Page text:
“This is a sad and wholly avoidable negative milestone in Eastman’s legal career,” Lacy said. “He could have avoided ‘being the snake in Trump’s ear’ by simply coming to the same, sane, legal conclusion as his own star witness John Yoo did during the trial, that the Vice President just does not have the power to overthrow an election.

“He also could have avoided this outcome and all the effort and expense, and building of a factual record that will now be used against him in his Georgia criminal trial, by simply resigning his bar membership in the very beginning, as this result of the process was predictable over a year ago.

“I do pity John and hope for his sake he fares better in the other upcoming actions against him.”

The States United Democracy Center filed an early ethics complaint against Eastman with the State Bar. “This is a crucial victory in the effort to hold accountable those who tried to overturn the 2020 election,” said Christine P. Sun, a senior vice president, in a prepared statement. “This decision sends an unmistakable message: No one is above the law—not presidents, and not their lawyers.”

Miller, Eastman’s attorney, disagrees. Eastman faces “serious and complex criminal charges in an unprecedented criminal RICO action in Fulton County, Georgia, where one of his co-defendants is the former President of the United States and presumptive Republican nominee for re-election to that office. He has not been convicted of any crime and in the eyes of the law he is presumed innocent.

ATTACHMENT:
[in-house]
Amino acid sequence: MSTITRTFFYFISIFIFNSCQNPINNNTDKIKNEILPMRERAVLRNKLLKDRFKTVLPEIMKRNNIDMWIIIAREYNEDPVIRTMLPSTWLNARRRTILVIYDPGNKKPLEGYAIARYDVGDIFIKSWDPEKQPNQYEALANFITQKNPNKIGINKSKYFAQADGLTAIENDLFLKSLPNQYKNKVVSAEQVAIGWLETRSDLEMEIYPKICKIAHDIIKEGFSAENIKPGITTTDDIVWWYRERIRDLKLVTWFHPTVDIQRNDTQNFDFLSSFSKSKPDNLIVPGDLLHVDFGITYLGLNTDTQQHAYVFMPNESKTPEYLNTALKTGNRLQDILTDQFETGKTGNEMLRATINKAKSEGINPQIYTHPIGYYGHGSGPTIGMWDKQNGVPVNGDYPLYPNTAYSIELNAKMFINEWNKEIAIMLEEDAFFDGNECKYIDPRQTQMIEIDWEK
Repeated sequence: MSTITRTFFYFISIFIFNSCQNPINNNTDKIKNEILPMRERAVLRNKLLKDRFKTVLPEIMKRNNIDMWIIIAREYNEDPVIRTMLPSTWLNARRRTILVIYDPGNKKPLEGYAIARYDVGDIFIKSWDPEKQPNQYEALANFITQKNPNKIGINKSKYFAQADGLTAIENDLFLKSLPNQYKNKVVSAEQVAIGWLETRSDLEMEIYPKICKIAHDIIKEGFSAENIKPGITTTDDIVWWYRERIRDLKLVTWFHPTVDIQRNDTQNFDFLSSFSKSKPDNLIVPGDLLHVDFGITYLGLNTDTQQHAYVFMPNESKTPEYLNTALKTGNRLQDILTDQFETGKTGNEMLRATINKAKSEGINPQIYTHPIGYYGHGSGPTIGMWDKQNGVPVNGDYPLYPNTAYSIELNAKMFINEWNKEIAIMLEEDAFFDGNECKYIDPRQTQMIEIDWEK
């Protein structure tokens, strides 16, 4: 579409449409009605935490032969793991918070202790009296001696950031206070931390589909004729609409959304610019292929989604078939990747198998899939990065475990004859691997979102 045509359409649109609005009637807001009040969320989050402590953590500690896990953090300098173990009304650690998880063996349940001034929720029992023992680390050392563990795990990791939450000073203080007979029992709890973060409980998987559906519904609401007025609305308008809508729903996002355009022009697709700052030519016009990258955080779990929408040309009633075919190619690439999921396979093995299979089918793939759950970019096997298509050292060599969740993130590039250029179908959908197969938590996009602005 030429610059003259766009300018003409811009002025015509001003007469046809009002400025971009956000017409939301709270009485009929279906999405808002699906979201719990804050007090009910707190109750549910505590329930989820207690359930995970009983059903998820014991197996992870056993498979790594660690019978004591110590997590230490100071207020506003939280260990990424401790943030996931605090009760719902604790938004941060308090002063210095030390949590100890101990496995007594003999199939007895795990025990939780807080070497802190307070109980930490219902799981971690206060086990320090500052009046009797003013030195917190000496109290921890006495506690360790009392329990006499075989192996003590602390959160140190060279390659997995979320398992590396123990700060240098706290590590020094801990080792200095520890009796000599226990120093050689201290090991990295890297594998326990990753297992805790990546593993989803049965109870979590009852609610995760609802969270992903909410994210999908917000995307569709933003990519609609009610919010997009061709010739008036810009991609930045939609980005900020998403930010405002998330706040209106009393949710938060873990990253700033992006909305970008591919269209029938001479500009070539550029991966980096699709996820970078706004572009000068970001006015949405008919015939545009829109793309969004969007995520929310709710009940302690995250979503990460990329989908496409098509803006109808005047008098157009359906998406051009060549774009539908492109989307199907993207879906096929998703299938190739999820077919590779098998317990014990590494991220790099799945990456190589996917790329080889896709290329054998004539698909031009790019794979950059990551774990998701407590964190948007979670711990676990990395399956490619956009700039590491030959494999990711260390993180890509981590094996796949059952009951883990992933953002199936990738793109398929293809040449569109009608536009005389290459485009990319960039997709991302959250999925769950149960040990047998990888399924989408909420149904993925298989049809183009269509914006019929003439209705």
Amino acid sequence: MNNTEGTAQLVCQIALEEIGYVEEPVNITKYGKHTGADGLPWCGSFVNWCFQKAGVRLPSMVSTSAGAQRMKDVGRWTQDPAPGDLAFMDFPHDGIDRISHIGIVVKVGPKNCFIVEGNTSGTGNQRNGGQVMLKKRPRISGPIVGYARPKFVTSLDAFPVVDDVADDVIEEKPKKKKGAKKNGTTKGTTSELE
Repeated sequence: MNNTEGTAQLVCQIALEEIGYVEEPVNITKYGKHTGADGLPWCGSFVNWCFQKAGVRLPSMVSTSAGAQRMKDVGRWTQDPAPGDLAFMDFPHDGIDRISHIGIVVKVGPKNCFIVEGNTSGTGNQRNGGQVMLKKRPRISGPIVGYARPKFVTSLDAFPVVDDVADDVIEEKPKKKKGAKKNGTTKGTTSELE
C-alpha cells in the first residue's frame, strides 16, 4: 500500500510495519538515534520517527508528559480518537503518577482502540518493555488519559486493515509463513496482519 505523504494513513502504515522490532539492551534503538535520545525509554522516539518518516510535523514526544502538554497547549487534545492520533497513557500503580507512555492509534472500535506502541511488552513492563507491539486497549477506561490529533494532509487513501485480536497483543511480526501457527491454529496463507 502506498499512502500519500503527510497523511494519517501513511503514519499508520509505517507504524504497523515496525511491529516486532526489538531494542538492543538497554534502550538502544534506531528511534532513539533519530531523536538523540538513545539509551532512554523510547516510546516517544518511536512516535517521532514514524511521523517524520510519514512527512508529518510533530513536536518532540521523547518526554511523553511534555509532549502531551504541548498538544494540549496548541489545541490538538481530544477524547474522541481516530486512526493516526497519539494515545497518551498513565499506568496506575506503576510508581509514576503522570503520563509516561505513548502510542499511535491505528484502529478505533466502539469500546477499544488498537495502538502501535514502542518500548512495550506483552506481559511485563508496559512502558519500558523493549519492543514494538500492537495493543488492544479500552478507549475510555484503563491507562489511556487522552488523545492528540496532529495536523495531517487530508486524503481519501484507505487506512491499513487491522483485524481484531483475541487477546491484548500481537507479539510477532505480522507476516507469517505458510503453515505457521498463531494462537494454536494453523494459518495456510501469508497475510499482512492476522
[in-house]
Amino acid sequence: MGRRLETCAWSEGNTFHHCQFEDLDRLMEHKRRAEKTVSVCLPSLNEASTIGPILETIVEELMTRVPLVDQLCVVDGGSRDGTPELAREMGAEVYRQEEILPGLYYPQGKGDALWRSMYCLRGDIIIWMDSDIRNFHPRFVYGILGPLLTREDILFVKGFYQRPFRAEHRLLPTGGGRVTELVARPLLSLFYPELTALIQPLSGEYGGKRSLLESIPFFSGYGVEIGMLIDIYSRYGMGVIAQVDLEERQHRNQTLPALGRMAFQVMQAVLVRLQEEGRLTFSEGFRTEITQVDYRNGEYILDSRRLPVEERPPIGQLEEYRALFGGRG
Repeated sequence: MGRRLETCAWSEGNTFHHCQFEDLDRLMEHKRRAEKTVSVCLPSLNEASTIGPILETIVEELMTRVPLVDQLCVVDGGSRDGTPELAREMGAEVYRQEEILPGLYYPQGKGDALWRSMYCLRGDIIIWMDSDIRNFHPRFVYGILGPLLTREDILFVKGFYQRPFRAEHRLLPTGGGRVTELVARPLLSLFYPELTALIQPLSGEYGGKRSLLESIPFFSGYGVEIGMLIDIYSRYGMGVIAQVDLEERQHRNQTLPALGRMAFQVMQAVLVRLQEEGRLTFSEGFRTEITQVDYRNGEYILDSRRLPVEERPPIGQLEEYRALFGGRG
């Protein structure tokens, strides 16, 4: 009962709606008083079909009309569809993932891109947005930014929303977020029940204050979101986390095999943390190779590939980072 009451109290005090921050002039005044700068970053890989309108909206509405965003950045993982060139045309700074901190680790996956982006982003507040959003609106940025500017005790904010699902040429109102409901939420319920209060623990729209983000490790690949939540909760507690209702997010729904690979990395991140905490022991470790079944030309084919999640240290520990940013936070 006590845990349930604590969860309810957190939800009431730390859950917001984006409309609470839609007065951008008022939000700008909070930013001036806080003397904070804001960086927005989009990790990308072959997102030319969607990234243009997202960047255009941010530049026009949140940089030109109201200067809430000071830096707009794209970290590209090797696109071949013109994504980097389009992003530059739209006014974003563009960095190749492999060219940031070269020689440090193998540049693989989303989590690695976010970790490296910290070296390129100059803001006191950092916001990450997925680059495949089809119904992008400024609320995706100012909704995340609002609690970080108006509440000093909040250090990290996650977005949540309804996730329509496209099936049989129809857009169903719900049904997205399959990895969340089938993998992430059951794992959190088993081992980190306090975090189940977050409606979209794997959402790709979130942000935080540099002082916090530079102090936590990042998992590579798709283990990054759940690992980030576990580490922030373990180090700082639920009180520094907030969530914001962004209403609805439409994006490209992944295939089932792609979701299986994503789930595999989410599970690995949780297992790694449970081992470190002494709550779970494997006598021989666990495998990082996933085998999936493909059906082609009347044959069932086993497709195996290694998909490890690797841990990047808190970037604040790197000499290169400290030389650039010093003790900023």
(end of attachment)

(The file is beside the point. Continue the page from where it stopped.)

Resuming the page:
“Dr. Eastman remains adamant that in his case, that presumption is absolutely correct,” Miller said. “Any reasonable person can see the inherent unfairness of prohibiting a presumed-innocent defendant from being able to earn the funds needed to pay for the enormous expenses required to defend himself, in the profession in which he has long been licensed. That is not justice and serves no legitimate purpose to protect the public.”

Click here to read the full article in the OC Register

Embattled LA developer accuses its financial chief of looting millions intended for homeless housing

Embattled Los Angeles developer Shangri-La Industries, which has left a trail of unpaid debts, unfinished projects and foreclosure threats since it took $114 million from the state to convert motels into housing for the homeless, is now accusing its former chief financial officer of embezzling millions of dollars to fund an extravagant lifestyle.

Shangri-La, which is being sued by state housing authorities for breaching the terms of its agreement under Gov. Gavin Newsom’s signature Project Homekey program, alleges in a lawsuit that former CFO Cody Holmes, 29, engaged in bank fraud and check kiting in 2022 and 2023 with Shangri-La’s lenders, banks and brokers.

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The suit, filed last month in Los Angeles Superior Court, seeks more than $40 million in damages and other costs.

Holmes, according to the lawsuit, allegedly transferred vast sums of company cash and property to bank accounts and shell companies he set up and controlled and to his suspected ex-girlfriend, Madeline Witt, 28, who is a defendant in the lawsuit.

He used the money to host extravagant parties, cover $46,000 a month in rent at a leased home in Beverly Hills, travel regularly on private jets, lease exotic cars — including a 2021 Bentley Bentayga and a Ferrari Portofino — and even $12,000 to cover a student loan payment, the lawsuit alleges.

Additionally, Holmes purchased high-dollar luxury items for himself and Witt, including two Birken handbags valued at nearly $128,000, Chanel and Louis Vuitton handbags valued at more than $14,000, a $127,000 Riviera diamond necklace, a $35,000 Audemars Piguet diamond watch, and 20 VIP passes for the 2023 Coachella Music and Arts Festival valued at more than $53,000, according to the suit.